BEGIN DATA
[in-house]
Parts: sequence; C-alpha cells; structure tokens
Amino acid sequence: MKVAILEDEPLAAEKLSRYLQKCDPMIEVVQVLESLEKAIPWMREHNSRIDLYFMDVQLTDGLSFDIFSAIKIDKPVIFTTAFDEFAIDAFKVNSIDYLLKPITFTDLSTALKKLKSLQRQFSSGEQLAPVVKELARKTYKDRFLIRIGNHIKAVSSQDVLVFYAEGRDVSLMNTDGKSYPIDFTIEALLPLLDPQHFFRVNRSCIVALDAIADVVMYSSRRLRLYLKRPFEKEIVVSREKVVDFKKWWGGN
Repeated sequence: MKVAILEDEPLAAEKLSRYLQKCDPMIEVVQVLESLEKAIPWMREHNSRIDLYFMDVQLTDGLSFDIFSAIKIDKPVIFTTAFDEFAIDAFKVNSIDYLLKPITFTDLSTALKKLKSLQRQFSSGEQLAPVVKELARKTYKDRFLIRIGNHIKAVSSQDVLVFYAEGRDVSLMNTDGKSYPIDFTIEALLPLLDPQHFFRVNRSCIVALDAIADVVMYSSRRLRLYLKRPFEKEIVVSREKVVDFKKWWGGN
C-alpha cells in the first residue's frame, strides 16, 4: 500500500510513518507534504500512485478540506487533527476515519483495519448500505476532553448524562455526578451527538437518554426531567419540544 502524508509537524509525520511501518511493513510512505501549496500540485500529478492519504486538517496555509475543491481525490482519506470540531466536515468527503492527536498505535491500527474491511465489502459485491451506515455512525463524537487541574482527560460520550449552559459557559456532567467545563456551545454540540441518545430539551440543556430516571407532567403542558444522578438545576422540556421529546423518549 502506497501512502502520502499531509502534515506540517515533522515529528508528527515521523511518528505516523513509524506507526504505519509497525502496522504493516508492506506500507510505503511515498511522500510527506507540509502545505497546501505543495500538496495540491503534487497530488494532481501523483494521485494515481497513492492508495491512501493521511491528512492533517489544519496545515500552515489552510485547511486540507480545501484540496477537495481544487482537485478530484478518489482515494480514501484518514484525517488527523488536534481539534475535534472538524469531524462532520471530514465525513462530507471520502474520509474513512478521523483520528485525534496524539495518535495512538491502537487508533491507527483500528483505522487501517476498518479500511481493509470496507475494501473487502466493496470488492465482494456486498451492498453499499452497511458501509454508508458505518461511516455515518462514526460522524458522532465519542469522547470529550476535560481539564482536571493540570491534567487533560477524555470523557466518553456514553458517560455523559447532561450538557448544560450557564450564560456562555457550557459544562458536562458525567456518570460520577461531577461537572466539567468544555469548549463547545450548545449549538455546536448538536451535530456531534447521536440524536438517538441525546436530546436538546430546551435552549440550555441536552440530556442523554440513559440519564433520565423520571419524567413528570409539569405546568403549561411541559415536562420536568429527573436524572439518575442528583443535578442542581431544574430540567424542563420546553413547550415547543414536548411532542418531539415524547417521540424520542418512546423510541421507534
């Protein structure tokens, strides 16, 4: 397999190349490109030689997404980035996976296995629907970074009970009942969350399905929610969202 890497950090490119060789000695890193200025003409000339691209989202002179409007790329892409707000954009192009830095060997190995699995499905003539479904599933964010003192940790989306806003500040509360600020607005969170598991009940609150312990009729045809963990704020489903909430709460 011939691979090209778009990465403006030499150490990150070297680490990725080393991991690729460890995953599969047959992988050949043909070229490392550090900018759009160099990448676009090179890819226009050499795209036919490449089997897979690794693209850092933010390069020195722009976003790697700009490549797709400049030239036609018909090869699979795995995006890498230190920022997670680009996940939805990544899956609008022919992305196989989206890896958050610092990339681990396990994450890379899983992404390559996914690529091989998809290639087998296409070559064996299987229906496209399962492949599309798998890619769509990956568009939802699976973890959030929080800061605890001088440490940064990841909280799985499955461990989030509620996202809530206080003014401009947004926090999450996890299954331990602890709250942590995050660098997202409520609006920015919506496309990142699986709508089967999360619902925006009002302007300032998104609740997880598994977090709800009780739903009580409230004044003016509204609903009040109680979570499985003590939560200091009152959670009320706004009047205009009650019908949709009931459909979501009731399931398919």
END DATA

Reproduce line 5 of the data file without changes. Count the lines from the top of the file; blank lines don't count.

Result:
C-alpha cells in the first residue's frame, strides 16, 4: 500500500510513518507534504500512485478540506487533527476515519483495519448500505476532553448524562455526578451527538437518554426531567419540544 502524508509537524509525520511501518511493513510512505501549496500540485500529478492519504486538517496555509475543491481525490482519506470540531466536515468527503492527536498505535491500527474491511465489502459485491451506515455512525463524537487541574482527560460520550449552559459557559456532567467545563456551545454540540441518545430539551440543556430516571407532567403542558444522578438545576422540556421529546423518549 502506497501512502502520502499531509502534515506540517515533522515529528508528527515521523511518528505516523513509524506507526504505519509497525502496522504493516508492506506500507510505503511515498511522500510527506507540509502545505497546501505543495500538496495540491503534487497530488494532481501523483494521485494515481497513492492508495491512501493521511491528512492533517489544519496545515500552515489552510485547511486540507480545501484540496477537495481544487482537485478530484478518489482515494480514501484518514484525517488527523488536534481539534475535534472538524469531524462532520471530514465525513462530507471520502474520509474513512478521523483520528485525534496524539495518535495512538491502537487508533491507527483500528483505522487501517476498518479500511481493509470496507475494501473487502466493496470488492465482494456486498451492498453499499452497511458501509454508508458505518461511516455515518462514526460522524458522532465519542469522547470529550476535560481539564482536571493540570491534567487533560477524555470523557466518553456514553458517560455523559447532561450538557448544560450557564450564560456562555457550557459544562458536562458525567456518570460520577461531577461537572466539567468544555469548549463547545450548545449549538455546536448538536451535530456531534447521536440524536438517538441525546436530546436538546430546551435552549440550555441536552440530556442523554440513559440519564433520565423520571419524567413528570409539569405546568403549561411541559415536562420536568429527573436524572439518575442528583443535578442542581431544574430540567424542563420546553413547550415547543414536548411532542418531539415524547417521540424520542418512546423510541421507534